Penelope Sails Beyond Security by Alison Hurwitz

A Golden Shovel After William Stafford’s Poem, "Security".

I’m grained with waiting for someone to give me oars. No more. Tomorrow

I will carve my own. His eyes, wine-dark, a sea I leave behind on shore. Will

becomes blank canvas rigged to sail beyond the places known and named. I have

squandered all my younger days with biding, faithful as a dog, just an

other casualty of time. I’ve leviathaned my longing into archipelago, into island

chain. Seismic, it lifts. Soon, it will break the surface. Before

(afraid any move could danger passage: Scylla or Charybdis, or the night),

I kept upon these shores, hearing of the far-off caves my husband plundered. But I

am no golden fleece, to be guarded under lock and key. I wanted, my desire a giant with a single eye, always

punctured, always an unhappy ending. Men come here, watch me hungrily. I resist, yet find

my loyalty directionless: Odysseus keeps no compass for return. I’ve tried to purge the leach of it

with too much resined wine. The truth? He has misplaced the map of me, for he cannot quit horizon. Then

why should I not go? I have scryed for hope in tidepools dark as circles under eyes, on

every serried edge of shore. Now, beneath a map of stars, I abandon sleep in its own wake, to

venture where no would-be suitor slavors for my flesh and wine, no man samples me, the

feast for his ambition. My Telemachus has grown. He will find next

without me. If I remain, I’ll salt this shore until regret has barrened this green island.

No. I’ll paint my ship sea-worthy, sans eyes for blind devotion, for I am finished with these

figureheads, these wooden women wanting nothing. I have done with gods, with mountain places

weighting time, where there’s always one more quest to be completed, one more hidden

twist inside the length of days the fates have spun. I’ll wick my way in

darkness, strike sparks to draft this passage. Soon, I will be signal fire, the

faithful wife no more a flicker in periphery, no longer dusk when he is day

no longer smoored but conflagrating in the wind. Untwined, I separate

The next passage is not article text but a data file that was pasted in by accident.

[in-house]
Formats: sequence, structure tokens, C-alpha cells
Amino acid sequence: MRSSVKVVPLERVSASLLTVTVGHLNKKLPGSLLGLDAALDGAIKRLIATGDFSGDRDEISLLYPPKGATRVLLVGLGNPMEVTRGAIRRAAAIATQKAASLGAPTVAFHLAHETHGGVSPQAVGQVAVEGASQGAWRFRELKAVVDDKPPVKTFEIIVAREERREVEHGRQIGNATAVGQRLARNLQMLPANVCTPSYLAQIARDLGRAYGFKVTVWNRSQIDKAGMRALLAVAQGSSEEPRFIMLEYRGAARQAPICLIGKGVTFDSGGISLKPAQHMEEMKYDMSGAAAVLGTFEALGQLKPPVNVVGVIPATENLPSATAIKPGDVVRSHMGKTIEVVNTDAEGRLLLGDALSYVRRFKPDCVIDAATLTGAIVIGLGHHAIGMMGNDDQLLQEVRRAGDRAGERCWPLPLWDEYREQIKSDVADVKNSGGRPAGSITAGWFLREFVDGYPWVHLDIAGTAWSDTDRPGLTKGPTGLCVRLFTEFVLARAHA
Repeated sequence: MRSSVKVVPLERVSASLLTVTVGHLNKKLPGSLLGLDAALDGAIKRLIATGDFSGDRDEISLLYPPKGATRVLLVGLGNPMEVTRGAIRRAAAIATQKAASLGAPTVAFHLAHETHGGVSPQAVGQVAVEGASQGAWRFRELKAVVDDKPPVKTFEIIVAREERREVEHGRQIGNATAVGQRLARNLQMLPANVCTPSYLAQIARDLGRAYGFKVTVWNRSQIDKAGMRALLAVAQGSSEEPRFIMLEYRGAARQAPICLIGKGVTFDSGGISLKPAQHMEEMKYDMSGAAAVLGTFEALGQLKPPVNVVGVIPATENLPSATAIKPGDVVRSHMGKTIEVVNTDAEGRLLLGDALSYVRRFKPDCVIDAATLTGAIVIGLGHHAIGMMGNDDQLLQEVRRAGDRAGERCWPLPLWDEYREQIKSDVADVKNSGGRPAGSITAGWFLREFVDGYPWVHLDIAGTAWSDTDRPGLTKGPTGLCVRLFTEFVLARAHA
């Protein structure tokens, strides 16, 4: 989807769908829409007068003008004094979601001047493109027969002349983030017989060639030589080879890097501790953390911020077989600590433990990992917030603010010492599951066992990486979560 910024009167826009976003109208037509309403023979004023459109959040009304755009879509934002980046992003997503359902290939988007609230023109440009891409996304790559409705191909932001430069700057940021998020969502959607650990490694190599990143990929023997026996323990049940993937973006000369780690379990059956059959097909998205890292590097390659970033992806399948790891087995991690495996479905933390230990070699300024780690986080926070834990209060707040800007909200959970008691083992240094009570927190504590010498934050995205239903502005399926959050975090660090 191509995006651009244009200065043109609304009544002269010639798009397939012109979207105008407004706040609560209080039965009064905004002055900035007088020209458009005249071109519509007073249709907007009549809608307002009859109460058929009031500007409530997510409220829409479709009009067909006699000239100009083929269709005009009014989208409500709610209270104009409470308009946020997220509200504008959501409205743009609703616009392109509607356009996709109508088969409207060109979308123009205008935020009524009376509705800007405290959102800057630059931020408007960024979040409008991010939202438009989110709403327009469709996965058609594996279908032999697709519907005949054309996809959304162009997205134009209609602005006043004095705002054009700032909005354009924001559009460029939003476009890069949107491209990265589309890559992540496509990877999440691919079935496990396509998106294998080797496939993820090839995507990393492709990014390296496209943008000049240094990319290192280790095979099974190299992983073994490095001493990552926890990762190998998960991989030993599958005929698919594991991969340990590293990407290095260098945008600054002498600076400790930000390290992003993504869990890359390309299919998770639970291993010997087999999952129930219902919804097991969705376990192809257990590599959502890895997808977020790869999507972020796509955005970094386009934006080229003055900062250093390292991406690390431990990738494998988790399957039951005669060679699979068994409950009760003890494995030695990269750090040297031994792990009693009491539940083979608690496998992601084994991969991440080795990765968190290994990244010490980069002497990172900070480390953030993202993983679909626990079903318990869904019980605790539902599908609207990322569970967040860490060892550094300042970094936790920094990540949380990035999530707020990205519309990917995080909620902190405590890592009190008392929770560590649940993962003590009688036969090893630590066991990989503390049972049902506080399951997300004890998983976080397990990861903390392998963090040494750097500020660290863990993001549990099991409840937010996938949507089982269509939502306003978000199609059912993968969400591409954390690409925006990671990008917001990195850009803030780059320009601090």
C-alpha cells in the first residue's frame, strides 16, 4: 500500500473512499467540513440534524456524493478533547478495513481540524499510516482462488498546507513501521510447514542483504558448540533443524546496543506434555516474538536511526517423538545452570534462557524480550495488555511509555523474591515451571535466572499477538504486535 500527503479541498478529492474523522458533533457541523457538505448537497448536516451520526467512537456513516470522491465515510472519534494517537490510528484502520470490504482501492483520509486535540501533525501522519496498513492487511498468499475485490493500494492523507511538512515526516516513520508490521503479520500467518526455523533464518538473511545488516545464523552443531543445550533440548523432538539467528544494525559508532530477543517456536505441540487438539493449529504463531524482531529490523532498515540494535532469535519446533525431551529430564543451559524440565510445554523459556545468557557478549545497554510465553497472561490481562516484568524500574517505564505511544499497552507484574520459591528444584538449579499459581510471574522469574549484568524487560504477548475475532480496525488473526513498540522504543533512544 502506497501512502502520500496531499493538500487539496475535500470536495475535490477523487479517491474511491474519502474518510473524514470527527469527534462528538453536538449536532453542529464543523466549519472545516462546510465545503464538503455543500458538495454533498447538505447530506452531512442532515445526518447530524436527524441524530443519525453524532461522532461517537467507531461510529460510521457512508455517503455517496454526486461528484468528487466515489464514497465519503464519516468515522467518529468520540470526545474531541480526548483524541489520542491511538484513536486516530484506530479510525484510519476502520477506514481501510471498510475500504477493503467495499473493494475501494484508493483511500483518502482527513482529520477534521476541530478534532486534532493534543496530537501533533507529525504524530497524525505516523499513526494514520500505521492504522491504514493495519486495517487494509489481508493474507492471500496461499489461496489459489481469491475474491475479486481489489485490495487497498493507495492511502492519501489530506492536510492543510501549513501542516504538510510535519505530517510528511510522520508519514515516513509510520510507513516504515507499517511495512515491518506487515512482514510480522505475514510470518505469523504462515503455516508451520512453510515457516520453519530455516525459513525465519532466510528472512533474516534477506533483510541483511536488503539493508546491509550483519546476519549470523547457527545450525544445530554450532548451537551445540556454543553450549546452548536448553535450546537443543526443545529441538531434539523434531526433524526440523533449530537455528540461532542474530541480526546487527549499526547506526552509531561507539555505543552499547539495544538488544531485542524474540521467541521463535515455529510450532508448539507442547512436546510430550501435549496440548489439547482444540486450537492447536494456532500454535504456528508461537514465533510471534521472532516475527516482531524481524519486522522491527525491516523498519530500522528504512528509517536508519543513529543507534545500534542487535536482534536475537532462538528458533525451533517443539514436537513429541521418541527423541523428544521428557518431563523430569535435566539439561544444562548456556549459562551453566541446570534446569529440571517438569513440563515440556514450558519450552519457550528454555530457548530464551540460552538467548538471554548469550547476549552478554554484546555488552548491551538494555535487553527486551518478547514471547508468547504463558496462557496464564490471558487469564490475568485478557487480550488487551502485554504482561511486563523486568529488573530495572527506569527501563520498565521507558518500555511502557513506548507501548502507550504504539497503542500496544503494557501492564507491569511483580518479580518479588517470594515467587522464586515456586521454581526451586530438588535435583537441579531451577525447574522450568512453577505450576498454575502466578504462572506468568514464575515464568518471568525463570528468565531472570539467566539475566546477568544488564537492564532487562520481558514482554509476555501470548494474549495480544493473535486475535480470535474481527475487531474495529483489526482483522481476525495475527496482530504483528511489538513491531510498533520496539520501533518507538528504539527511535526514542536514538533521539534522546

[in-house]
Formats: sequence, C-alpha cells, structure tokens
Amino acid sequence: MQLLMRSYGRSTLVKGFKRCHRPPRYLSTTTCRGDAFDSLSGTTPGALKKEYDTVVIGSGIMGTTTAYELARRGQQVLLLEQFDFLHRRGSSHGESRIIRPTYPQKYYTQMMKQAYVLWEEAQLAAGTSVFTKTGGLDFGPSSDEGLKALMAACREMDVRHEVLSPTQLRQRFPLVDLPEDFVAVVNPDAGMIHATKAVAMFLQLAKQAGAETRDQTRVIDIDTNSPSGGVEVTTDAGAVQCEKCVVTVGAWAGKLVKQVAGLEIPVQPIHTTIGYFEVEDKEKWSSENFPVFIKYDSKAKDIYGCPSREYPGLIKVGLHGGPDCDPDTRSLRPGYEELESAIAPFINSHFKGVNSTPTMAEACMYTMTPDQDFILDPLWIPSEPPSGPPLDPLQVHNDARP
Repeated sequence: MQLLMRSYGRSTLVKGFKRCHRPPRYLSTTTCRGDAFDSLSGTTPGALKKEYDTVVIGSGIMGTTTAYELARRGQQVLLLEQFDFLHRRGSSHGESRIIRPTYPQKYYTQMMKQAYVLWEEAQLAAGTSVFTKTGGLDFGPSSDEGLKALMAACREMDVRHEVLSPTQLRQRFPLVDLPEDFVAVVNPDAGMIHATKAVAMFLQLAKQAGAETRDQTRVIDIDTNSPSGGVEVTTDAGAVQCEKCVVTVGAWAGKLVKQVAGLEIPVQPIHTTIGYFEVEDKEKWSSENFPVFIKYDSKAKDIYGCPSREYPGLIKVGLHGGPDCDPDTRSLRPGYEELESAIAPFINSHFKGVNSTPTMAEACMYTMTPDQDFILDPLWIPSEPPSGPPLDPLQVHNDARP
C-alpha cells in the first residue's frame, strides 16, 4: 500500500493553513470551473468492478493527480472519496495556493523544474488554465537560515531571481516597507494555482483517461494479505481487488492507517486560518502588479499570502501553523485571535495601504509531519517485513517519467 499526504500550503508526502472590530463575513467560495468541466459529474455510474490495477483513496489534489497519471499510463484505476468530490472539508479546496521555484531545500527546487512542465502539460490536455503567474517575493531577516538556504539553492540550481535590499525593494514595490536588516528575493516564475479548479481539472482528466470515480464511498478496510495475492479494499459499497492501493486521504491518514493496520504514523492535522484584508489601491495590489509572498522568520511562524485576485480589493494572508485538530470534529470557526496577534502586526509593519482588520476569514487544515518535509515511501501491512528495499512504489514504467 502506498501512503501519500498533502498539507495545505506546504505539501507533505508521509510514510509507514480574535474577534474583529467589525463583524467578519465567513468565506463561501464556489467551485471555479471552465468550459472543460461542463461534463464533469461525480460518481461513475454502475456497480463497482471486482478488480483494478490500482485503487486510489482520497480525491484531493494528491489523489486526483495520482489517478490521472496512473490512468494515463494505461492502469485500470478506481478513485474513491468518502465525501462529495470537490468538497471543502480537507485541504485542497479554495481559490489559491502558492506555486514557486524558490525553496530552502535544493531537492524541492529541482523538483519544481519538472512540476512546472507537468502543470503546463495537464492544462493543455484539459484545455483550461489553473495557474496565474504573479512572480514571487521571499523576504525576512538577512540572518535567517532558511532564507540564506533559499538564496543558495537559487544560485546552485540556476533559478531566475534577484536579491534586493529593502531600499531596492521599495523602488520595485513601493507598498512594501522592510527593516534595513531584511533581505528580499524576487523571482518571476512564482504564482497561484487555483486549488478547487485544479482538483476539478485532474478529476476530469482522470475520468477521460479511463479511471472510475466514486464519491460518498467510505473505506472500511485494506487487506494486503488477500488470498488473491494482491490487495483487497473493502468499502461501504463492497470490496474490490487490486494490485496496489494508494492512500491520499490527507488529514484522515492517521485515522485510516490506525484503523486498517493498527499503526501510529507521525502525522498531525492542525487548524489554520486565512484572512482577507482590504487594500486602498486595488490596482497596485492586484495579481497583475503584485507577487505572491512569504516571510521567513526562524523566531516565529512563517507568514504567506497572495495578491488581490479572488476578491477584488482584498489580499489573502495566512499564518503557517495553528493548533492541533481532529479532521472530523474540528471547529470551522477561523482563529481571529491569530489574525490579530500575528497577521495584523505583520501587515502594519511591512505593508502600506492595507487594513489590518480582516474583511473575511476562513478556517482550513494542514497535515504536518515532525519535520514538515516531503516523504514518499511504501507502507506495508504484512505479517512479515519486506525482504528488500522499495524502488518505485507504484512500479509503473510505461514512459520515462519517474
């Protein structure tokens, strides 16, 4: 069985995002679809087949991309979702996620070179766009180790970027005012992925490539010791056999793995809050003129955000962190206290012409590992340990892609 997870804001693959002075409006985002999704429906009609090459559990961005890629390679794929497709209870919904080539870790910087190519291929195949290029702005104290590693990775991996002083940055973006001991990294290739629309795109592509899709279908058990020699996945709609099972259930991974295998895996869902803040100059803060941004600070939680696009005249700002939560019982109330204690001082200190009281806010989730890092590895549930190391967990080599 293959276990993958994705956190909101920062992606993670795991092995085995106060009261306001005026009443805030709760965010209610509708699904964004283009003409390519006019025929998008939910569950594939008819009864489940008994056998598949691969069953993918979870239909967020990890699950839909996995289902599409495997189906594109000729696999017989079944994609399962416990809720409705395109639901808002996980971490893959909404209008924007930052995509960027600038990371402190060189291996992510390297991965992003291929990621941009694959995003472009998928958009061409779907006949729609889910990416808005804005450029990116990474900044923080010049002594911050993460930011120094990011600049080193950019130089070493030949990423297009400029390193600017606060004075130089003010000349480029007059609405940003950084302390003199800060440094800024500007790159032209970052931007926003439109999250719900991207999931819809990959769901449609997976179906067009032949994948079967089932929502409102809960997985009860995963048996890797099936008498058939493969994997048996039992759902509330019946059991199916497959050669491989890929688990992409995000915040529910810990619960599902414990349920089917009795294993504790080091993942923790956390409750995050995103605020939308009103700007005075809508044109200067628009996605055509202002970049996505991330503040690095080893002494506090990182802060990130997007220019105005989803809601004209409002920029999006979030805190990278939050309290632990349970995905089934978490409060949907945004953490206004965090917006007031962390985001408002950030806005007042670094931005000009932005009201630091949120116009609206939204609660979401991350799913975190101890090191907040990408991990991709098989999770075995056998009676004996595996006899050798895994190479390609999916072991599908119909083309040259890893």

my strand from his, become enchantress, swoon men into swine and

burn every other tale they tell to grease their loins. Come

wives who’ve waited far too long, who carry bitter years inside your mouths. Come forward,

leave your empty house with its cold corners, your lonely hearth fires dwindling to ash. If

you go, know your light is boat enough to carry you

Let a new perspective hunger evening’s edge. It will beckon.

You are a story waiting to be told, not strait-laced, unbending, but

something serpentine, who, abused and vilified, sees true, turning all their lies to stone. If you

break your heart, uncage it into beacon, it will burn into an unseen map. You have

many storms inside you. Let them hurricane. Lash your will to mast, go deaf to their excuses. To

frighten you, they’ll say the sea is warped with many monstrous things. They speak of you. Know

that they will siren anything to make you cringe, return, abandon hope. Crying, they

may try to drown you with salt water. Resist, for you are molten, you are

more than this, more than spinning in one place, more than coiling there,

forever winding skeins of weeks and years. Push out your boat and board before

the dark. Let the sea reshimmer you, lambent with the setting sun. Who are they

but shallow men, ego-wrecked with reef? You will find your island, out past twilight. You will say, exist.


Alison Hurwitz has been published in Tiferet Journal, Writing in a Woman’s Voice, Book of Matches, The Shore, Amethyst Review, Rust and Moth, Thimble Magazine, Speckled Trout Review, River Heron Review, Gyroscope Review, The Jewish Writing Project, SWWIM Every Day, Minyan Magazine, Last Leaves Magazine and RockPaperPoem, among others. Her work is forthcoming in Anti-Heroin Chic. Alison lives with her family and rescue dog in North Carolina, officiates weddings and memorial services, and hosts Well-Versed Words, a free monthly online poetry reading. See more here.

Author's note

Although I’m a huge fan of the Odyssey, one of my pet peeves is Penelope’s everlasting patience. This intelligent and dauntless woman manages to keep the literal home fires burning while warding off advances from over-confident braggarts and annoying suitors. She weaves the threads of stability and faithfulness into the warp and weft of her home, but what is her reward? More days of dealing with the avaricious, the leering, and the dull. She has some pleasure in plotting, yes, but there is really nothing new on her horizon. As Michael Grenke writes in his article, "Penelope: The Odyssey’s Creative Thinker", she becomes trapped in her own thinking: she tries to defend her marriage, but what is she defending? The fate of her husband is unknown. No contact for nearly twenty years. What have they shared? What have they done together? Nothing.

In my poem, I wanted Penelope to finally say Enough, to want something more than days and weeks and years at home. I imagined her a voyager in her own right, full of justifiable anger at being abandoned, while Odysseus sails to yet another adventure. I saw Penelope courageously deciding her own fate. My golden shovel utilizes a stanza from master poet William Stafford's poem, "Security", and hopefully, converses with it in ways which amplify Penelope’s strength of personhood, agency and purpose.